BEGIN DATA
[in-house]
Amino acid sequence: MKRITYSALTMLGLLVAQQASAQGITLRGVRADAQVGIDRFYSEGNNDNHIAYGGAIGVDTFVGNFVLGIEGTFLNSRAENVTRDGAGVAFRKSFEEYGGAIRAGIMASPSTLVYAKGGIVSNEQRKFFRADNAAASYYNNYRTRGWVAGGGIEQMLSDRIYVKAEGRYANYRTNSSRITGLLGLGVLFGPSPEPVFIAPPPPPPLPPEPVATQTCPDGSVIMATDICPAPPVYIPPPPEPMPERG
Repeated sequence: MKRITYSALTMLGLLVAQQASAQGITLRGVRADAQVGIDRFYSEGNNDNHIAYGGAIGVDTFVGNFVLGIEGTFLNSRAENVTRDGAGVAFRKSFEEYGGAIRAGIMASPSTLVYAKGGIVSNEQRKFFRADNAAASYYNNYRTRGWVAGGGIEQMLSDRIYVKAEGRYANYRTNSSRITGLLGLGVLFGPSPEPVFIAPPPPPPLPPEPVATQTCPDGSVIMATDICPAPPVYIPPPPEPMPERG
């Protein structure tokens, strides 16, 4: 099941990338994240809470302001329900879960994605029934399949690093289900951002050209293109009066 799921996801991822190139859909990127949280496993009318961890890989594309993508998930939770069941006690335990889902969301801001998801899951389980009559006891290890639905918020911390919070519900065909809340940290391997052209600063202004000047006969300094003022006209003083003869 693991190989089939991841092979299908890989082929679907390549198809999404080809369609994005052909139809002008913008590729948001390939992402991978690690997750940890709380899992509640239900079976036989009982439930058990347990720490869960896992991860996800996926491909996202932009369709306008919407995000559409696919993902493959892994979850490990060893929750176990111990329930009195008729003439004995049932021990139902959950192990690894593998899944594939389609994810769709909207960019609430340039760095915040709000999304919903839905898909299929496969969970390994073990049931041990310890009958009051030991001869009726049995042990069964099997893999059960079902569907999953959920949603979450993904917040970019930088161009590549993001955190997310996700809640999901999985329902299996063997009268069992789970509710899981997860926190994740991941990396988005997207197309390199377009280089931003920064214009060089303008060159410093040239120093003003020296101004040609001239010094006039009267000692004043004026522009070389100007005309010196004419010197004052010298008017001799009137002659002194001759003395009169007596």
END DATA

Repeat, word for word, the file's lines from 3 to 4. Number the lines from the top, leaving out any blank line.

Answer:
Repeated sequence: MKRITYSALTMLGLLVAQQASAQGITLRGVRADAQVGIDRFYSEGNNDNHIAYGGAIGVDTFVGNFVLGIEGTFLNSRAENVTRDGAGVAFRKSFEEYGGAIRAGIMASPSTLVYAKGGIVSNEQRKFFRADNAAASYYNNYRTRGWVAGGGIEQMLSDRIYVKAEGRYANYRTNSSRITGLLGLGVLFGPSPEPVFIAPPPPPPLPPEPVATQTCPDGSVIMATDICPAPPVYIPPPPEPMPERG
């Protein structure tokens, strides 16, 4: 099941990338994240809470302001329900879960994605029934399949690093289900951002050209293109009066 799921996801991822190139859909990127949280496993009318961890890989594309993508998930939770069941006690335990889902969301801001998801899951389980009559006891290890639905918020911390919070519900065909809340940290391997052209600063202004000047006969300094003022006209003083003869 693991190989089939991841092979299908890989082929679907390549198809999404080809369609994005052909139809002008913008590729948001390939992402991978690690997750940890709380899992509640239900079976036989009982439930058990347990720490869960896992991860996800996926491909996202932009369709306008919407995000559409696919993902493959892994979850490990060893929750176990111990329930009195008729003439004995049932021990139902959950192990690894593998899944594939389609994810769709909207960019609430340039760095915040709000999304919903839905898909299929496969969970390994073990049931041990310890009958009051030991001869009726049995042990069964099997893999059960079902569907999953959920949603979450993904917040970019930088161009590549993001955190997310996700809640999901999985329902299996063997009268069992789970509710899981997860926190994740991941990396988005997207197309390199377009280089931003920064214009060089303008060159410093040239120093003003020296101004040609001239010094006039009267000692004043004026522009070389100007005309010196004419010197004052010298008017001799009137002659002194001759003395009169007596």